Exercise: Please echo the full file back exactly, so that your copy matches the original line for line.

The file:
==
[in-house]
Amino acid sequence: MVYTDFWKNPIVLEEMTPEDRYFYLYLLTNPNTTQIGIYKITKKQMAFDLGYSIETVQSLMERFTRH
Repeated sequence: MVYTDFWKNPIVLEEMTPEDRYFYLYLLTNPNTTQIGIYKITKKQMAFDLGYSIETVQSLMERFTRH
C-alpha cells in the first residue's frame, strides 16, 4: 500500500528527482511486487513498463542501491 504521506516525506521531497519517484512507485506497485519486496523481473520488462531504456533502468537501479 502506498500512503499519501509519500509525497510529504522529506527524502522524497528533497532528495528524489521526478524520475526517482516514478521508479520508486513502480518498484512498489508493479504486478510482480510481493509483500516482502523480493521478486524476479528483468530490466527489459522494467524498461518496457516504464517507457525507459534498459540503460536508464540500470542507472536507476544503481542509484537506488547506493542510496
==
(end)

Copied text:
[in-house]
Amino acid sequence: MVYTDFWKNPIVLEEMTPEDRYFYLYLLTNPNTTQIGIYKITKKQMAFDLGYSIETVQSLMERFTRH
Repeated sequence: MVYTDFWKNPIVLEEMTPEDRYFYLYLLTNPNTTQIGIYKITKKQMAFDLGYSIETVQSLMERFTRH
C-alpha cells in the first residue's frame, strides 16, 4: 500500500528527482511486487513498463542501491 504521506516525506521531497519517484512507485506497485519486496523481473520488462531504456533502468537501479 502506498500512503499519501509519500509525497510529504522529506527524502522524497528533497532528495528524489521526478524520475526517482516514478521508479520508486513502480518498484512498489508493479504486478510482480510481493509483500516482502523480493521478486524476479528483468530490466527489459522494467524498461518496457516504464517507457525507459534498459540503460536508464540500470542507472536507476544503481542509484537506488547506493542510496